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I have found few similar questions on stackoverflow but none of them seems to provide a real clear solution for my case.

I hope with a screenshot I can show the pain with using a table:

enter image description here

The bottom two rows are defined as tr and td within a table. The structure is perfect and alignment of the labels and textfields are perfect. However if I wanted to style a well class (e.g. <div class='well'> ... </div>) around only two rows, the table approach would fail. Simply because you are not allowed having any div inside a table, which is only excepting tr and td.

So I took the first two rows out of the table and made it as pure divs. You can see the result as the first two rows above in the grey well.

<div class='well'>
  <div>
    <div class='block_inline'> ... </div>
    <div class='block_inline'> ... </div>
  </div> 
  <div>
    <div class='block_inline'> ... </div>
    <div class='block_inline'> ... </div>
  </div>
</div>

In itself the well class is now beautifully rendered around the two rows, however the alignment is now a mess. How can I make them still be centred and have the text-fields to be aligned vertically next to each other?

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1  
Are you absolutely certain that your form is not tabular data? If you have a list of items that were input via this form, would you be marking it up with a table? Also, tbody can be used multiple times in the same table to group rows together in the same way that colgroup is used for grouping columns. –  cimmanon Nov 20 '12 at 13:19
    
Well considering the fact that it's a form. tables, theads and tbodies are entirely the wrong approach.. input's, textarea's and the likes usually have no place in tables.. –  Damien Overeem Nov 20 '12 at 15:27
    
@cimmanon You were right. I had no idea you can use <tbody> several times within the table. Therefore what I was trying to achieve would work. Thanks for that. However I think I had the wrong approach anyway, since what I am trying to achieve isn't a tabular data in first place. –  Hooman Nov 20 '12 at 15:38
    
@DamienOvereem There's no reason table elements cannot belong inside a table, provided they can be classified as tabular data. A collection key/value pairs can be tabular data, and a data entry form is a collection of key(label)/value(input fields) pairs. I don't mean to suggest that every form is tabular data, but sometimes it really is if you look at the big picture. –  cimmanon Nov 20 '12 at 15:41
    
Hence usually. There are exceptions. –  Damien Overeem Nov 20 '12 at 15:42

4 Answers 4

To get this effect with using divs, you just us the the display property with table, table-row and table-cell:

HTML:

<div class='well'>
  <div class="row">
    <div class='block_inline'> Title </div>
    <div class='block_inline'> ... </div>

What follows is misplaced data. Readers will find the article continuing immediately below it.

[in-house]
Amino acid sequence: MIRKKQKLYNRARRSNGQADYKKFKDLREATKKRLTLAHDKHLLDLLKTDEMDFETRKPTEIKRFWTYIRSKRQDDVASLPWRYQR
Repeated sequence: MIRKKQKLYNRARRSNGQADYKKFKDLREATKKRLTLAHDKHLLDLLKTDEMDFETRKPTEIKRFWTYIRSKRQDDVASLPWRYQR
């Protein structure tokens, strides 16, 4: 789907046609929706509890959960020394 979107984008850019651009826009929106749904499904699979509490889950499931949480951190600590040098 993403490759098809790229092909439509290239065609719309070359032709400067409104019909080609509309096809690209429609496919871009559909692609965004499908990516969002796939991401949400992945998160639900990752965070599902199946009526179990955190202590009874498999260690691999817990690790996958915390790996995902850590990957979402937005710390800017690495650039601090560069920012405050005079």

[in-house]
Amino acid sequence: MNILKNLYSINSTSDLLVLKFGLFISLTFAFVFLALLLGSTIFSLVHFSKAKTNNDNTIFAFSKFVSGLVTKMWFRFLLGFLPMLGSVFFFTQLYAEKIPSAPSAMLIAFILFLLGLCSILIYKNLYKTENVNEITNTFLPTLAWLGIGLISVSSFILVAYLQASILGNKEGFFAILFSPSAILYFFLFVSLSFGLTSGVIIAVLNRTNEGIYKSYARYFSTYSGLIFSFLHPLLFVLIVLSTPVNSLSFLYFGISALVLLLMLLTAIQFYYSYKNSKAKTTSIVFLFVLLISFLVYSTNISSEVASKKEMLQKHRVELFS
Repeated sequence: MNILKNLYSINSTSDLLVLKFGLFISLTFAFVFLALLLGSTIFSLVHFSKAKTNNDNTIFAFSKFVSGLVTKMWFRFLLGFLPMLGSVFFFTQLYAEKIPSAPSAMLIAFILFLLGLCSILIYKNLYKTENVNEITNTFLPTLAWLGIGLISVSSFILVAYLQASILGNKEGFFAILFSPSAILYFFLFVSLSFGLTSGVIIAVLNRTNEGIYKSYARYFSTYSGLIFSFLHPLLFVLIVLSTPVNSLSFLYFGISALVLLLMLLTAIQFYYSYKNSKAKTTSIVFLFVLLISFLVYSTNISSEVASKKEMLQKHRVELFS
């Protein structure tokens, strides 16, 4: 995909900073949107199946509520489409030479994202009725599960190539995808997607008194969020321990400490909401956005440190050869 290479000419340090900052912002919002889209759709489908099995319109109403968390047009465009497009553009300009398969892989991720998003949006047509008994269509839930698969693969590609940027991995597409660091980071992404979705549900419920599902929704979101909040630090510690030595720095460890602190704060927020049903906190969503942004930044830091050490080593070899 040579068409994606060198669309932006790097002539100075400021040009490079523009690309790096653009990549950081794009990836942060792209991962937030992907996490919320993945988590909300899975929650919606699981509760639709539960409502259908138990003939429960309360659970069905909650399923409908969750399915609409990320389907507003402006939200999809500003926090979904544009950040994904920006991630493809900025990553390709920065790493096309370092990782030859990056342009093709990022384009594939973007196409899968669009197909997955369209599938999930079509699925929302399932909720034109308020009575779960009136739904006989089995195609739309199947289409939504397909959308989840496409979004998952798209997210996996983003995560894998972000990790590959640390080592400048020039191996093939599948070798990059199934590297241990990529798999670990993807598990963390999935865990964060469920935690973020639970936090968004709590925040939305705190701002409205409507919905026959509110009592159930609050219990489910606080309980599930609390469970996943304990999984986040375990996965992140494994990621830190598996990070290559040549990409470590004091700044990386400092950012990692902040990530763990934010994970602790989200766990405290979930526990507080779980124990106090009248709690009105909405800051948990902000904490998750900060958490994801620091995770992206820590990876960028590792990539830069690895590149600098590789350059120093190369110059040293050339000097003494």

</div> 
  <div class="row">
    <div class='block_inline'> Due Date Time </div>
    <div class='block_inline'> ... </div>
  </div>
</div>​

CSS:

div
{
    border: 1px solid #333;
}

.well
{
    display: table;
    width: 70%;
}

.row
{
    display: table-row;
}

.block_inline
{
    display: table-cell;
    width: 50%;
}

This mimics the behaviour of a table, but leaves the markup nice and semantic. This is also useful for solving "remaining space columns" issues :)

http://jsfiddle.net/Kyle_Sevenoaks/e7VeU/

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1  
How can it be semantic if div has no semantic meaning at all? –  cimmanon Nov 20 '12 at 13:16
    
Ah, I meant something different. You can use semantic markup if you choose, and still apply these styles. :) –  Kyle Nov 20 '12 at 13:18

Well first of all the semantics are a mess.. this is how i do it:

<form>
    <div class="row">
        <label for="input_1">Title</label>
        <input type="text" name="input_1" id="input_1">
    </div>
    <div class="row">
        <label for="input_2">Due date time*</label>
        <input type="text" name="input_2" id="input_2">
    </div>

</form>

with style:

div.row {
    clear: both;
}

label {
    display: inline-block;
    width: 300px;
}

input {
    display: inline-block;
}

Make adjustments where neccesary.

The use of div class="row" could be replaced by fieldsets and definition lists. Take a look at http://www.gethifi.com/blog/html-forms-the-right-ways for that.

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You can also try this method

<div class="first">
<div class="line1">
   <label>One</label>
   <select>
  <option value="volvo">Volvo</option>
  <option value="saab">Saab</option>
  <option value="mercedes">Mercedes</option>
  <option value="audi">Audi</option>
</select>
    </div>
    <div class="line2">
    <label>two</label>
   <select>
  <option value="volvo">Volvo</option>
  <option value="saab">Saab</option>
  <option value="mercedes">Mercedes</option>
  <option value="audi">Audi</option>
</select>
</div>
<div>

Demo; fiddle

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I like to use ULs for form layout: http://jsfiddle.net/BKgB9/

<form>
 <div>
    <ul>
        <li><label>Type:</label><input type="text" /></li>
        <li><label>Reminder:</label><input type="text" /></li>
    </ul>
 </div>
</form>

div {
 background:#dcdcdc;
 border:1px solid #999;
 padding:20px;
 display:inline-block;
}

div ul li {
 margin-bottom:10px;
}

div ul li label {
 float:left;
 width:85px;
}
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